In contrast, in a selected row, outputs of NAND gates 82 and 88 are set to the H and L levels, respectively. Switch 86 electrically disconnects read word line RWL and the connection node between P-channel MOS transistor 84 and N-channel MOS transistor 85. Therefore, N-channel MOS transistor 89 sets read word line RWL to ground voltage Vss. That is, the voltage of read word line RWL in a not-selected row becomes Vss.

Referring to FIG. 10, as already described, the electric resistance of an MTJ memory cell is inverted when a magnetic field exceeding a threshold necessary for inverting the magnetization direction of the free magnetic layer is applied in the magnetic field easy axis direction EA and is set to either Rmax or Rmin.

Referring to FIG. 11, the electric resistance of the MTJ memory cell after destructive writing is fixed to Rbl lower than Rmax and Rmin.

Referring to FIG. 12, read/write control circuit 22 a further includes a current sense amplifier 60 a for setting data output signal DOUT to the H or L level in accordance with an amount of current flowing in bit line BL in the selected column. Current sense amplifier 60 a has the function of reading data stored in the MTJ memory cell which has not been subjected to destructive writing and, in addition, the function of reading data stored in the MTJ memory cell subjected to destructive writing.

Current sense amplifier 60 a is different from current sense amplifier 60 with respect to the point that a switch 68 and a reference resistor 69 are further provided. Since the other configuration is similar to that of current sense amplifier 60, its detailed description will not be repeated. Although current sense amplifier 60 a corresponding to one bit line BL is shown in FIG. 12, a similar current sense amplifier is provided in correspondence with a bit line of each memory cell column.

It is assumed that, as an example, selected memory cell MC and sense amplifier 60 a are electrically connected to each other via bit line BL. Specifically, a voltage of the H level is applied to the gate of access transistor ATR in selected memory cell MC, and tunneling magneto-resistance element TMR is electrically connected to ground voltage Vss.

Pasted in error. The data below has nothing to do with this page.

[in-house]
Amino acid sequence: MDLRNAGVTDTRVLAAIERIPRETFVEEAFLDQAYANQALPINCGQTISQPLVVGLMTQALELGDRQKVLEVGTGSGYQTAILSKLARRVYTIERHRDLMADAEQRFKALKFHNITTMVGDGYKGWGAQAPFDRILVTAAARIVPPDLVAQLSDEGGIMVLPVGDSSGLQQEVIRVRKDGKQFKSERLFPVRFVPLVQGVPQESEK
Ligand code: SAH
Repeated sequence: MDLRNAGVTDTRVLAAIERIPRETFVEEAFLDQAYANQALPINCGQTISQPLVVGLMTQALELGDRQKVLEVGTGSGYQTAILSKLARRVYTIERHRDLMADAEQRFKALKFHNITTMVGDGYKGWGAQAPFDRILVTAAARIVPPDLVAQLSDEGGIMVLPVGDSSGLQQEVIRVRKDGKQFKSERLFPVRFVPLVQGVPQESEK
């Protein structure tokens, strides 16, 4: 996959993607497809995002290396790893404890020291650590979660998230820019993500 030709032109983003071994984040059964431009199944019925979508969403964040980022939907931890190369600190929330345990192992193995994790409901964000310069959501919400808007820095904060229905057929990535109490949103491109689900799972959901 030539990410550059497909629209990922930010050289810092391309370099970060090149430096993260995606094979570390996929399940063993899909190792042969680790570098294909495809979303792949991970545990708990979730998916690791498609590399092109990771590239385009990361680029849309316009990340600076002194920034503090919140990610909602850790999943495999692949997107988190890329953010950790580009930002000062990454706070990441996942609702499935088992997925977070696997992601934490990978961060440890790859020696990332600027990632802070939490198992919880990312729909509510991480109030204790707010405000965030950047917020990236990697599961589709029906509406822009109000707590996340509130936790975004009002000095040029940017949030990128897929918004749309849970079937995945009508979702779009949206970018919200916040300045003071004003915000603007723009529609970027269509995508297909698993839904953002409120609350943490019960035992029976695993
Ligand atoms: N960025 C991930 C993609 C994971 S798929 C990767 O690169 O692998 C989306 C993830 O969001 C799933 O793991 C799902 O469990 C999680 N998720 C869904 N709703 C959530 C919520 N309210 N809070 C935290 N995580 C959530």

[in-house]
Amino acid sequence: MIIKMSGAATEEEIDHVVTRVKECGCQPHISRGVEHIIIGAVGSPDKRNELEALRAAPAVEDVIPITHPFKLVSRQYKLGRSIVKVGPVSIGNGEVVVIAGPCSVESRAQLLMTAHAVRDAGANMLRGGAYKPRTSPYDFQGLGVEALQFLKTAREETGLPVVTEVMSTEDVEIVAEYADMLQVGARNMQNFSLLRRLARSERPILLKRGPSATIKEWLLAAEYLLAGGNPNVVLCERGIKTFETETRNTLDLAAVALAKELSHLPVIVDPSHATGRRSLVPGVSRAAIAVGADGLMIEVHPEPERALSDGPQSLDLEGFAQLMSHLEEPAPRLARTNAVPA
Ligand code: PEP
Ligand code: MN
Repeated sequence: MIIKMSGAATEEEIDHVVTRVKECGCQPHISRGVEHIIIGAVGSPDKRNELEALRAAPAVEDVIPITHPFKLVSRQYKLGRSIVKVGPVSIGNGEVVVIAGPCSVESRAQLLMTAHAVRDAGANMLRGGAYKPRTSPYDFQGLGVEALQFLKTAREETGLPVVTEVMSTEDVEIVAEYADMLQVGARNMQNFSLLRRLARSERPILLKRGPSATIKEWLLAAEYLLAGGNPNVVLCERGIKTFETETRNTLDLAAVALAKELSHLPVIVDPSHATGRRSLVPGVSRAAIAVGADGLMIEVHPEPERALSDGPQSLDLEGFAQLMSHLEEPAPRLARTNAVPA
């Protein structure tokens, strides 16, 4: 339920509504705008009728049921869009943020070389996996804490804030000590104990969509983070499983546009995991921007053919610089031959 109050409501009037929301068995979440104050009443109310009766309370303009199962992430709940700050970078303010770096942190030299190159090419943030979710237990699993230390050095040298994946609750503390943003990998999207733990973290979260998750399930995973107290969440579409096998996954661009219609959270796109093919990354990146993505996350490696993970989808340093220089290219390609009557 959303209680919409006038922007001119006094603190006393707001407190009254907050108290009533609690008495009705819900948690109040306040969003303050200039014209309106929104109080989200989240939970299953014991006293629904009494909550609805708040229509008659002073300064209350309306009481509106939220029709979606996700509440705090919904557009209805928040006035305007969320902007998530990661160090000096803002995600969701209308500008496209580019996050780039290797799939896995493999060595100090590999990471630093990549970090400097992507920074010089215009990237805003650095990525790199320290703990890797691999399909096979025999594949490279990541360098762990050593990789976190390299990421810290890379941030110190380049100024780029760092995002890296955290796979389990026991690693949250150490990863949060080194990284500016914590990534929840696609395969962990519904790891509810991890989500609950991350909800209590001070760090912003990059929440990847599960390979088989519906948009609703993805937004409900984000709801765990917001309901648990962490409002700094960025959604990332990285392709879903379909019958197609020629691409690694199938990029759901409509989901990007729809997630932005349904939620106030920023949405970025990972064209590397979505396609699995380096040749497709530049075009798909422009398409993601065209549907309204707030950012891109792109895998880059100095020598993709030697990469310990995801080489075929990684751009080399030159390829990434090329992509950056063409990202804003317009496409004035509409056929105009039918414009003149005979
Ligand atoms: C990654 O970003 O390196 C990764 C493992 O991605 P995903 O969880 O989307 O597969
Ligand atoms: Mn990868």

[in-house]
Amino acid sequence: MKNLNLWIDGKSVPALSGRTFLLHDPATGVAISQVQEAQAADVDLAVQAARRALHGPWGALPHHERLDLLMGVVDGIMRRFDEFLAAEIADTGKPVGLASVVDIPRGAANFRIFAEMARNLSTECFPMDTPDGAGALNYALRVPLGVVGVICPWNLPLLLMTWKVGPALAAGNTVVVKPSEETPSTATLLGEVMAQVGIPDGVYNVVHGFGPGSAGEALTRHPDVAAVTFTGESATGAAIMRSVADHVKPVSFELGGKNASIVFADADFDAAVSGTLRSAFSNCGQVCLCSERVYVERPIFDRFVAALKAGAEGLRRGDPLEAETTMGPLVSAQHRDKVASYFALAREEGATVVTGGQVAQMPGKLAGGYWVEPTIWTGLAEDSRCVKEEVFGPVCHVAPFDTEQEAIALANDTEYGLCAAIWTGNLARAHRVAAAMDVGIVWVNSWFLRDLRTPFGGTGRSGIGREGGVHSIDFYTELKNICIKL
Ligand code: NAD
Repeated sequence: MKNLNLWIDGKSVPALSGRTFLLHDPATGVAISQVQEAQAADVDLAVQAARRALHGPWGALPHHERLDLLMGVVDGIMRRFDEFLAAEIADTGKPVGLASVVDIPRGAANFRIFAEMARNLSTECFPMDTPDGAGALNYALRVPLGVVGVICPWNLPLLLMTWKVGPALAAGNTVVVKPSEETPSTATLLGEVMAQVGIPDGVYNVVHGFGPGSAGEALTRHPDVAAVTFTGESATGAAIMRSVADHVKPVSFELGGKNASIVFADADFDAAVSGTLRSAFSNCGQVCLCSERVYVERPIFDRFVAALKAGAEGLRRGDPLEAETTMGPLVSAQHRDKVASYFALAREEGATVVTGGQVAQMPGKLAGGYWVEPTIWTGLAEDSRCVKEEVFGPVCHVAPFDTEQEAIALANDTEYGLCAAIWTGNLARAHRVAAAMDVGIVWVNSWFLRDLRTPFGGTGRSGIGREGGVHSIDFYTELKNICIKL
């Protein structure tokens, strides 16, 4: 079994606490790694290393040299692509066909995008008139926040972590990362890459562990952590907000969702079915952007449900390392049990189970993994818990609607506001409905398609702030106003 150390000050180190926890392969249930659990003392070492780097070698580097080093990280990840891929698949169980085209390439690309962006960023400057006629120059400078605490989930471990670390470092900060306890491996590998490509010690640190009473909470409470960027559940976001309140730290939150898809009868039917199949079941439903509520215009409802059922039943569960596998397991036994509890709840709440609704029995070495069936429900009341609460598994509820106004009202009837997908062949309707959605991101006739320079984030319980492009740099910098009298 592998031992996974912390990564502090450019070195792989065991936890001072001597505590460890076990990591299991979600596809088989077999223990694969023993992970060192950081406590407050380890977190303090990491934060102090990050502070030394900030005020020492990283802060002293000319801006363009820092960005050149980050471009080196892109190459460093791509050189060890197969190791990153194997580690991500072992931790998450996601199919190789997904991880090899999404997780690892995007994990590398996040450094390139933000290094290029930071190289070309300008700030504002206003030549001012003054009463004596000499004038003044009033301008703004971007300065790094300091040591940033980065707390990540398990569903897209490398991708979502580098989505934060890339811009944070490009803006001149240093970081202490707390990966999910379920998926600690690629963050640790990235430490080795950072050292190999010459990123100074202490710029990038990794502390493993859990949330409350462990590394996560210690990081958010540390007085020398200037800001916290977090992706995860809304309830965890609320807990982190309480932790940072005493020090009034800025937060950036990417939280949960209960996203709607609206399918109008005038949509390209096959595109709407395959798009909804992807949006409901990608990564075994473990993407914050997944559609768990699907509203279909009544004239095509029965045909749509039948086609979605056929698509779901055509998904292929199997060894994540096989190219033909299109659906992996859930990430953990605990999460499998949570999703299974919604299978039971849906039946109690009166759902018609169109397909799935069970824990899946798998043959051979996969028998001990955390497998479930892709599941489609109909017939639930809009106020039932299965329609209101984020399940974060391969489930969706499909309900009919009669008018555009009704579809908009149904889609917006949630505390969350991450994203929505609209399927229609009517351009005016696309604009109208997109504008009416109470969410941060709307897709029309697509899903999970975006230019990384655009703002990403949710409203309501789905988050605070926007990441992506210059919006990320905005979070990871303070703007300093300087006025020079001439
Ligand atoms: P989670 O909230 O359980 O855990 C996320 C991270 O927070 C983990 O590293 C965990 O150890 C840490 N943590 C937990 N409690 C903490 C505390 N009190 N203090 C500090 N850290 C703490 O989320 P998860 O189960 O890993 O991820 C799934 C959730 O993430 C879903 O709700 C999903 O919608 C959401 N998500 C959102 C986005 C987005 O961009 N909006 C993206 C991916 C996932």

Switch 68 is provided between the source of N-channel MOS transistor 62 and reference resistor 67. Switch 68 electrically connects the source of N-channel MOS transistor 62 and reference resistor 67 before destructive writing is performed. After the destructive writing, switch 68 electrically couples the source of N-channel MOS transistor 62 and reference resistor 69 in accordance with final fixed signal FBL. Reference resistor 69 is provided between switch 68 and ground voltage Vss. The resistance value of reference resistor 69 is set to an intermediate value of Rmin and Rbl.

The data reading operation of current sense amplifier 60 a will now be described. Since current sense amplifier 60 a performs an operation similar to that of current sense amplifier 60 before destructive writing, the detailed description will not be repeated.

After the destructive writing, final fixed signal FBL is inputted to current sense amplifier 60 a, and the source of N-channel MOS transistor 62 and reference resistor 69 are electrically coupled to each other. In the case where a selected memory cell is destroyed, the resistance value of tunneling magneto-resistance element TMR in the MTJ memory cell is Rbl. In this case, the relation of Is>Ir is satisfied, so that the potential of node N2 drops. Therefore, the voltage of node N1 becomes Vcc and output signal DOUT is set to the H level.

On the other hand, in the case where the selected memory cell is not destroyed, the resistance value of tunneling magneto-resistance element TMR in the MTJ memory cell is either Rmax or Rmin. In this case, the relation of Is<Ir is satisfied, so that the potential of node N1 drops. As a result, the voltage of node N1 becomes almost 0V and output signal DOUT becomes the L level. As described above, current sense amplifier 60 a can read data stored in the MTJ memory cell in any of the cases that the resistance values of tunneling magneto-resistance element TMR before and after the destructive writing are Rmax, Rmin, and Rbl.